To our great misfortune, these tools have been picked up and are being used by many social/political/economic groups in America today…

          The current post-modern Marxist analysis requires no facts. In fact, it requires the denial of facts, of accurate percievable reality across its many frontiers, merely requiring the substitution of some aspect of, “social justice,” or “equity,” to establish, “correct,” behavior. In my example above, of market pricing.
          Used slightly differently in advirtising these same technics typically validate experience based on ego and desire. In politics, they are used to generate & justify violent discord while suppressing any differing, “experiences.”

          Fine times we live in…

          “Facts,” have had little weight for quite a long while now, making them all the more dangerous when they ultimately reassert themselves, as we are now, “experiencing.”

          Specific quasi-religious post-modern Marxist, “beliefs” are now considered as the ultimate authority for setting economic and social policies by a huge segement of our population.

          “Equity,” and “social justice,” are the swords swung by our post-modern Marxists, but it is desire & open greed guiding the policy paths of our economic and political elites who promote them, if not the majority of our, “consumers,” while all are spouting their, “equity and social justice,” “rhetoric.” I want to say, “BS,” as our Black Lesbian Marxists buy mansions as our political and economic “leaders,” steal everything that’s not nailed down, painted, or saluted! Wolf sees through the salesman’s line…

          Here on Wolf Street is one of the few places that reality and facts are the basis of analysis, and maybe, ultimately, conclusions and beliefs, rather than about every other analytical site, which typicall have it exactly the other way around. A breath of fresh air & clarity you are, Wolf my man! Thanks!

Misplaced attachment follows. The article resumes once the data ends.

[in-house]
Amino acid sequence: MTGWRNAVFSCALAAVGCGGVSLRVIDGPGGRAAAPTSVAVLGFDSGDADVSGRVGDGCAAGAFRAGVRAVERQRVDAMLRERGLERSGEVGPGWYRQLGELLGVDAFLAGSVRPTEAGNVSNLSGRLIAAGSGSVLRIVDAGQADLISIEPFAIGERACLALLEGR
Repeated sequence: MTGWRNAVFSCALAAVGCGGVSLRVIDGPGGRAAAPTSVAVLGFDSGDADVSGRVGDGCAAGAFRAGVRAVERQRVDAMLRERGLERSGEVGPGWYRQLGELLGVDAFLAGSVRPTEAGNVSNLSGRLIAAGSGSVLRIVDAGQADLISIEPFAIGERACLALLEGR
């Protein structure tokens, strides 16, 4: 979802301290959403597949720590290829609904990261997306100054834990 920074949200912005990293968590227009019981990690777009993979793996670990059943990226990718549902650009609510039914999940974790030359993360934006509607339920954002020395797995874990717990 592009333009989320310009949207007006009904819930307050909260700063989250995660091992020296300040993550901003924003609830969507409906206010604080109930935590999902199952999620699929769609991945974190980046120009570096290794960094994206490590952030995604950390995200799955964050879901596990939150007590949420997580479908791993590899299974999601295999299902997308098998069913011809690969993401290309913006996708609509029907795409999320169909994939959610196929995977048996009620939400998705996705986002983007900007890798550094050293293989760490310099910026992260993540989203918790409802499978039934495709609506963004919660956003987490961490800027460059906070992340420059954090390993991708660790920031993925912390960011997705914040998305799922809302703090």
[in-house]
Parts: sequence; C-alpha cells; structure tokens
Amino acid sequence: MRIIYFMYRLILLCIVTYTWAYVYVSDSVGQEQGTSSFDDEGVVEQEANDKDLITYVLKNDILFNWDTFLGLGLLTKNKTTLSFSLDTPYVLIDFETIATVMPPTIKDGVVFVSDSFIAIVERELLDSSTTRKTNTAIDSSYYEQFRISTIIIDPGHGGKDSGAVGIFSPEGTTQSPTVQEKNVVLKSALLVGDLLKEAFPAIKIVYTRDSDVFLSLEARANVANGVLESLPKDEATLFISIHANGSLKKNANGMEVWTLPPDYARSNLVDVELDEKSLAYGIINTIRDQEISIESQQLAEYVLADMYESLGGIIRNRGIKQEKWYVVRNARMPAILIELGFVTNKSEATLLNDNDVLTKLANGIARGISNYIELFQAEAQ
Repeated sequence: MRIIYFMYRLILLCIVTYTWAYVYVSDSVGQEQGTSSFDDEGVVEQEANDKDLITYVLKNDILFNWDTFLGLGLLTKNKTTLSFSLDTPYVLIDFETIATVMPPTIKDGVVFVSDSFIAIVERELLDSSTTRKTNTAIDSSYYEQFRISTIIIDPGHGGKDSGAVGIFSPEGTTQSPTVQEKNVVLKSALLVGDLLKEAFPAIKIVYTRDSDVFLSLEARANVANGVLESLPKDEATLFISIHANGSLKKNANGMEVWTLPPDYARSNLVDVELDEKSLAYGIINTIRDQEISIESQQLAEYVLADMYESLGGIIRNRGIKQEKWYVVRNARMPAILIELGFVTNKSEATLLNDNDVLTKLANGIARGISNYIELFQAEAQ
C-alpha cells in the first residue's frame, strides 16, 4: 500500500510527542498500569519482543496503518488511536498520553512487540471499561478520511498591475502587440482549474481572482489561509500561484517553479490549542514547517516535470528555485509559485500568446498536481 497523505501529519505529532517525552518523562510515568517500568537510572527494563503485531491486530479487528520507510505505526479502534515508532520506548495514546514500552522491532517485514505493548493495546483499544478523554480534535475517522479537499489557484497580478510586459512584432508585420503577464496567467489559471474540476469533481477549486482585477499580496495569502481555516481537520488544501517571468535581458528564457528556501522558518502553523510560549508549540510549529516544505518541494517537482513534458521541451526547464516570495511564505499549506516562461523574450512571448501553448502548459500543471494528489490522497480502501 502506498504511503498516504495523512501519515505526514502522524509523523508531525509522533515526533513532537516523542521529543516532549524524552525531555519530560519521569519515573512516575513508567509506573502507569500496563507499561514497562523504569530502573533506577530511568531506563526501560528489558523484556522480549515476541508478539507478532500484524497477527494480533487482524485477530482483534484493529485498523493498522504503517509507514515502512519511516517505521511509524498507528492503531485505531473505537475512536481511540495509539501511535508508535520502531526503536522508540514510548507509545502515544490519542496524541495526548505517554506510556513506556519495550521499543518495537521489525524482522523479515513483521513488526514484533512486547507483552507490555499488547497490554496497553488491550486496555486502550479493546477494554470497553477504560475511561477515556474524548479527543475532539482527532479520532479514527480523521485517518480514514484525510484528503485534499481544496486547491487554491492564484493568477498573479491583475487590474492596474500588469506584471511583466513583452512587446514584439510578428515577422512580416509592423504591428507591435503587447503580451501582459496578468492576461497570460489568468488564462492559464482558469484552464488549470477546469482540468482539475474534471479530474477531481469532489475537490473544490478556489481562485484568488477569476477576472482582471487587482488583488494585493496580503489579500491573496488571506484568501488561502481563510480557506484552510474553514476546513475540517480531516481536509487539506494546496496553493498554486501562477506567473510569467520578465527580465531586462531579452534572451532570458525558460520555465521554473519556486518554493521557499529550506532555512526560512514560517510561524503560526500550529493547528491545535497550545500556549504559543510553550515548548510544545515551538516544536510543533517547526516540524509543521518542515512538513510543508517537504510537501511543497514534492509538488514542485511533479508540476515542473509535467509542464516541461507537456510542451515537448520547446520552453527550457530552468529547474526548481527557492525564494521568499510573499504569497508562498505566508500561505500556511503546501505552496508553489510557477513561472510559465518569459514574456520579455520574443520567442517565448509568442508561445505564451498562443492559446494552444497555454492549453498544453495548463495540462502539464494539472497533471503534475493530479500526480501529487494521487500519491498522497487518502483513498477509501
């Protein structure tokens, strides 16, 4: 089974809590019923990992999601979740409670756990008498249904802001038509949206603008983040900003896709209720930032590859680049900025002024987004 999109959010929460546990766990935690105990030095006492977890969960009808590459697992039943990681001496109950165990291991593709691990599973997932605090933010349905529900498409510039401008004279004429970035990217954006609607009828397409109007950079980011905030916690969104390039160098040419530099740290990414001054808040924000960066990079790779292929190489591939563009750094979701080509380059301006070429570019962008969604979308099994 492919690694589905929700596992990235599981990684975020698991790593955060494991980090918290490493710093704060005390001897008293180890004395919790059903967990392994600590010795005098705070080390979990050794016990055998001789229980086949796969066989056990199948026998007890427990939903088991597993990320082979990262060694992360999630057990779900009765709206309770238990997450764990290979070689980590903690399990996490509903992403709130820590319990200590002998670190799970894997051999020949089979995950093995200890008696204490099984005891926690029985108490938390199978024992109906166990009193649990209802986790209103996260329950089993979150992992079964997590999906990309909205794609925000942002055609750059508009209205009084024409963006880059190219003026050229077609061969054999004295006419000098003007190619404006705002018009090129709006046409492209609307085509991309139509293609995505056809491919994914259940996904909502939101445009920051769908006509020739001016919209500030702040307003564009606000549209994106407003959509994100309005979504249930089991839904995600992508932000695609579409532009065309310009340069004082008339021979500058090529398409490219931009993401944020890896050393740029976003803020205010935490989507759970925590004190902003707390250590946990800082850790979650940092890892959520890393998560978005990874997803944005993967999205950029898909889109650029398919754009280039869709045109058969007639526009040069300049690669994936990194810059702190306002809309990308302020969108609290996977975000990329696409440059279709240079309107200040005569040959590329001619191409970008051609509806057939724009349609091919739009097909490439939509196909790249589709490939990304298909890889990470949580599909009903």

• Lune says:

          Actually, both Marx and Wolf are right.

          Marx is right in the *long-term*: prices can’t go below costs. And also, prices *in the long-term* that are significantly above production costs are exploitation.

          In fact, most economics theories agree, although they use a different term than exploitation. The difference between cost-based pricing and value-based pricing is exactly that: in a market where consumers have ultimate pricing power, markets tend to cost-based pricing or commodity markets. For example, selling a $2k laptop nets Dell ~$100 in profit because computers are an intense commodity market. Markets that remain above commodity or cost-based pricing for extended periods of time are taken as prima facie evidence of a poorly functioning market, with sellers able to command significant rents due to exploiting (there’s that word again) structural inefficiencies in the market’s structure.